Ethanol Backers Disappointed With EPA’s Reaffirming Preference For EVs
A 2022 Ford Escape hybrid with an internal combustion engine converted to run on ethanol sits on display at the Renewable Fuels Association’s booth during the 2023 Commodity Classic in Orlando. (Photo by Greg Akagi, Alpha Ag Network)

Supporters of biofuels reacted sharply to the EPA’s release Wednesday of tailpipe emissions standards, saying that the new standards rely too heavily on electric vehicles.  In a statement, the Renewable Fuels Association says that the announced standard, which would apply to sedans and light- and medium-duty vehicles from model years 2027 through 2032, was not the best way to accomplish the administration’s goals of reducing pollution and greenhouse gas emissions.  RFA President and CEO Geoff Cooper said that the standards assume that electric battery vehicles are zero-emission vehicles, which he calls false, and added that the standard would discourage manufacturers from pursuing other technologies including flex fuel vehicles.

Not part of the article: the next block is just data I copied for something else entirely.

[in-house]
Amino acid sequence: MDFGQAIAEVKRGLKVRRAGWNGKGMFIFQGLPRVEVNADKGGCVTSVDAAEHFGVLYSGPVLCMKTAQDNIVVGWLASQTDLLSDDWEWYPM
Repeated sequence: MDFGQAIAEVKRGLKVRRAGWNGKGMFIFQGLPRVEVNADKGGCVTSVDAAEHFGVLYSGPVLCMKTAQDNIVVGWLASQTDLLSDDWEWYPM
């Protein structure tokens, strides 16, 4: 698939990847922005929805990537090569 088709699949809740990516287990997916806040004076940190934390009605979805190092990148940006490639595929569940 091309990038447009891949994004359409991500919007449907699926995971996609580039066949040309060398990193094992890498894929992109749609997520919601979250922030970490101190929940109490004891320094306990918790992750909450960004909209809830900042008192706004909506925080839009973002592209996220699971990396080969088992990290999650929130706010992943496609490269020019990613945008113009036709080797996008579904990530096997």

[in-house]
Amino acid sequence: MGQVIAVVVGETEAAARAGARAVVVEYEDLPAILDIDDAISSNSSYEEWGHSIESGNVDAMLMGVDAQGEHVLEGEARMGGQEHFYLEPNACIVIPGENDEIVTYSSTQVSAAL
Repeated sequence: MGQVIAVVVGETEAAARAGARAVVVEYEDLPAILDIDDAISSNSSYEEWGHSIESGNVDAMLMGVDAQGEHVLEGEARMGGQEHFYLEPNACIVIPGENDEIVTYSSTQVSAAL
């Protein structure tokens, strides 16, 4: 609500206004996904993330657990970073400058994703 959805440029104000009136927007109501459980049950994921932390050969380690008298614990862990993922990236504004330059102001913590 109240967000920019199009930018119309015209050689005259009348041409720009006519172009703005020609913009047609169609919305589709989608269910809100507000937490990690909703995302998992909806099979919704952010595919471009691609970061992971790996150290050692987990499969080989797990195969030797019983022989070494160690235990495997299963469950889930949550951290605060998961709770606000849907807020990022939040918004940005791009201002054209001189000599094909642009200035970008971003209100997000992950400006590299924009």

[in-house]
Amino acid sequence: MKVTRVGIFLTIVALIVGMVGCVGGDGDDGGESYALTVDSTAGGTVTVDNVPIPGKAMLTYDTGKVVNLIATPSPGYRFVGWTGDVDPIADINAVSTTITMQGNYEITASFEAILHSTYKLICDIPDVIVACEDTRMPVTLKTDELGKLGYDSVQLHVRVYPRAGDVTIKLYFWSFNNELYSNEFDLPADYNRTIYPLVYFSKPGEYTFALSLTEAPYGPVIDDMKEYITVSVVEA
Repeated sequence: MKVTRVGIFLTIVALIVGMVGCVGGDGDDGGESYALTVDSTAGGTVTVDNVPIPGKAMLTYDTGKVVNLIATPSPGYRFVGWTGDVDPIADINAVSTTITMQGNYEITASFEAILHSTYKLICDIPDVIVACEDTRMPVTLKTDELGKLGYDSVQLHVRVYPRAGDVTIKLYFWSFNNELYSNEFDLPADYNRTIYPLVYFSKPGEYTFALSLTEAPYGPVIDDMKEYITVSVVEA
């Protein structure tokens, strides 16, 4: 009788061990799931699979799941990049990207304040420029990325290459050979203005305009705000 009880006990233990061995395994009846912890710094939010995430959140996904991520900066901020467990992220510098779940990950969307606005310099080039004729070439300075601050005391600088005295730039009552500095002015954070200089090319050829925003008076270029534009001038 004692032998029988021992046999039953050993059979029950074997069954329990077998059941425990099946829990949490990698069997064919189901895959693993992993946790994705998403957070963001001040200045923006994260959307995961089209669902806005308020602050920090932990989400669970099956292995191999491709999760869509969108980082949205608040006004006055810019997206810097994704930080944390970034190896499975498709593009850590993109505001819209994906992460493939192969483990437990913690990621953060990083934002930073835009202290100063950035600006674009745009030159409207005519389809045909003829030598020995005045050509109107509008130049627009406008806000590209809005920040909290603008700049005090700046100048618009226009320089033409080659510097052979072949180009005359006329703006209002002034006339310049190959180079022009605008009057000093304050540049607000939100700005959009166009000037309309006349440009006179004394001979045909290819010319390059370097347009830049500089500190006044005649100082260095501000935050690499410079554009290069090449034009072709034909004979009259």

Corn groups warned that the pivot away from biofuels would damage the rural economy.  Missouri Corn Growers Association CEO Bradley Schad said in a statement that: “We’re quickly approaching a point of no return when it comes to tomorrow’s transportation options. Unless action is taken in the courts or Congress, automakers and energy providers will be forced to enact these unrealistic regulations.”  The National Corn Growers Association cited economists at the University of Nebraska in their response, suggesting that the resulting drop in corn demand could lead to a permanent 50 percent decrease in the price of corn, costing the top five corn-producing states well over 100 billion dollars in farmland value.

EPA says their new standard aims to reduce carbon dioxide emissions by 7.2 billion pounds over the next 30 years, along with 36,000 tons of nitrogen oxides and 150,000 tons of volatile organic compounds.  The agency estimates that the air pollution reductions from these standards will provide $13 billion in annual health benefits, in addition to a net reduction in consumer fuel and maintenance costs of $6000 over the lifetime of a new vehicle.  However, Iowa Republican Senator Chuck Grassley criticized the price tag, citing the Congressional Budget Office’s projection of a $224 billion increase to the federal deficit caused by higher electric vehicle tax credit claims and reduced gas tax revenues.